• Postpone income until 2016 and accelerate deductions into 2015 to lower your 2015 tax bill. This strategy may enable you to claim larger deductions, credits, and other tax breaks for 2015 that are phased out over varying levels of adjusted gross income (AGI). These include child tax credits, higher education tax credits, and deductions for student loan interest. Postponing income also is desirable for those taxpayers who anticipate being in a lower tax bracket next year due to changed financial circumstances. Note, however, that in some cases it may pay to actually accelerate income into 2015. For example, this may be the case where a person’s marginal tax rate is much lower this year than it will be next year or where lower income in 2016 will result in a higher tax credit for an individual who plans to purchase health insurance on a health exchange and is eligible for a premium assistance credit.
  • If you believe a Roth IRA is better than a traditional IRA, consider converting traditional-IRA money invested in beaten-down stocks (or mutual funds) into a Roth IRA if eligible to do so. Keep in mind, however, that such a conversion will increase your AGI for 2015.
  • If you converted assets in a traditional IRA to a Roth IRA earlier in the year and the assets in the Roth IRA account declined in value, you could wind up paying a higher tax than is necessary if you leave things as is. You can back out of the transaction by recharacterizing the conversion—that is, by transferring the converted amount (plus earnings, or minus losses) from the Roth IRA back to a traditional IRA via a trustee-to-trustee transfer. You can later reconvert to a Roth IRA.
  • It may be advantageous to try to arrange with your employer to defer, until 2016, a bonus that may be coming your way.
  • Consider using a credit card to pay deductible expenses before the end of the year. Doing so will increase your 2015 deductions even if you don’t pay your credit card bill until after the end of the year.
  • If you expect to owe state and local income taxes when you file your return next year, consider asking your employer to increase withholding of state and local taxes (or pay estimated tax payments of state and local taxes) before year-end to pull the deduction of those taxes into 2015 if you won’t be subject to the alternative minimum tax (AMT) in 2015.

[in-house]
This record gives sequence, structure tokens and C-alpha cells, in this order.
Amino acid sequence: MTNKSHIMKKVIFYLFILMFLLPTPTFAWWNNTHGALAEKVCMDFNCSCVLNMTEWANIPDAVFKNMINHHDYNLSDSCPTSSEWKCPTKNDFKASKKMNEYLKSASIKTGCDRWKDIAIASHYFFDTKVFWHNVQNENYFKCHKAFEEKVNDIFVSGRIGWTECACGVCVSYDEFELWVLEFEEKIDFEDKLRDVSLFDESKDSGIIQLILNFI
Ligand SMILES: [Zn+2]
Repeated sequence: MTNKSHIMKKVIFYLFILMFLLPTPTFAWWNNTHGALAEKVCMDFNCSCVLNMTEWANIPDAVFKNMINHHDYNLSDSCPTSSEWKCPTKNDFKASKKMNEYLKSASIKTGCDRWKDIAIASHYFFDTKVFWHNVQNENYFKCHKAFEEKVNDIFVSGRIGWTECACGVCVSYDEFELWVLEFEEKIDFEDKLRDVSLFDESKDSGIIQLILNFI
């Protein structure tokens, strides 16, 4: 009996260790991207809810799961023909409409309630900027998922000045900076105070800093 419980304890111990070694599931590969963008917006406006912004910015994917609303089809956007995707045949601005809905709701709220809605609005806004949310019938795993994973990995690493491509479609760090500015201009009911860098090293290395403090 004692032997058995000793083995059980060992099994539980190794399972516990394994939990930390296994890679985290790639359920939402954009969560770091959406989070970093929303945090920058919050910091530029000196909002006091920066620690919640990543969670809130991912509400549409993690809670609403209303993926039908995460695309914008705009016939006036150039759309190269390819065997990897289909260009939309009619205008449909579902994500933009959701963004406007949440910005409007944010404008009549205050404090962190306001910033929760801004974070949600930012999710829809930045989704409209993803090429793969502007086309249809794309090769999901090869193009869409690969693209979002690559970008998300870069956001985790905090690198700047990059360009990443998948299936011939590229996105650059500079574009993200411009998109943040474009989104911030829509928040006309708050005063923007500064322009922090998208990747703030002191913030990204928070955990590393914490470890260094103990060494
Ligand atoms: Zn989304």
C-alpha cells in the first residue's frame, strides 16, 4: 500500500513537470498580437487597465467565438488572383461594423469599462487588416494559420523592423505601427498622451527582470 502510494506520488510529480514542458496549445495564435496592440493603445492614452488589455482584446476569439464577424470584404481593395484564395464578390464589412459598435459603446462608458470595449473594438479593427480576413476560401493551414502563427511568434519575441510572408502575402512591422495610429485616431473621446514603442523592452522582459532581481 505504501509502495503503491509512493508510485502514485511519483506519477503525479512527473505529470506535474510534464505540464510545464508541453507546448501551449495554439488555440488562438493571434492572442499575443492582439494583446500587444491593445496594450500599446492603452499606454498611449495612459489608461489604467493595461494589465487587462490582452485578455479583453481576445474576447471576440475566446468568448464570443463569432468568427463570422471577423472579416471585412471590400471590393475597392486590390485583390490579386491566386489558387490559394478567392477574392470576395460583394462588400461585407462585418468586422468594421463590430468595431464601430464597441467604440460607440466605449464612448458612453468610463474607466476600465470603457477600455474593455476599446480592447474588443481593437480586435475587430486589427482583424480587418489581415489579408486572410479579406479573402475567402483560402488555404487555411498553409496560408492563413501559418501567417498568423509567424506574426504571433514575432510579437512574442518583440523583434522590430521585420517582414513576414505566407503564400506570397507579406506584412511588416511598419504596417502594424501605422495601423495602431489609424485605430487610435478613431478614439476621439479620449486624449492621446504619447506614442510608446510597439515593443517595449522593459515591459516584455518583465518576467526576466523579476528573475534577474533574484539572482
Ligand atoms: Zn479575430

• Take an eligible rollover distribution from a qualified retirement plan before the end of 2015 if you are facing a penalty for underpayment of estimated tax and having your employer increase your withholding is unavailable or won’t sufficiently address the problem. Income tax will be withheld from the distribution and will be applied toward the taxes owed for 2015. You can then timely roll over the gross amount of the distribution, i.e., the net amount you received plus the amount of withheld tax, to a traditional IRA. No part of the distribution will be includible in income for 2015, but the withheld tax will be applied pro rata over the full 2015 tax year to reduce previous underpayments of estimated tax.
  • Estimate the effect of any year-end planning moves on the AMT for 2015, keeping in mind that many tax breaks allowed for purposes of calculating regular taxes are disallowed for AMT purposes. These include the deduction for state property taxes on your residence, state income taxes, miscellaneous itemized deductions, and personal exemption deductions. Other deductions, such as for medical expenses of a taxpayer who is at least age 65 or whose spouse is at least 65 as of the close of the tax year, are calculated in a more restrictive way for AMT purposes than for regular tax purposes. If you are subject to the AMT for 2015, or suspect you might be, these types of deductions should not be accelerated.
  • You may be able to save taxes this year and next by applying a bunching strategy to “miscellaneous” itemized deductions, medical expenses, and other itemized deductions.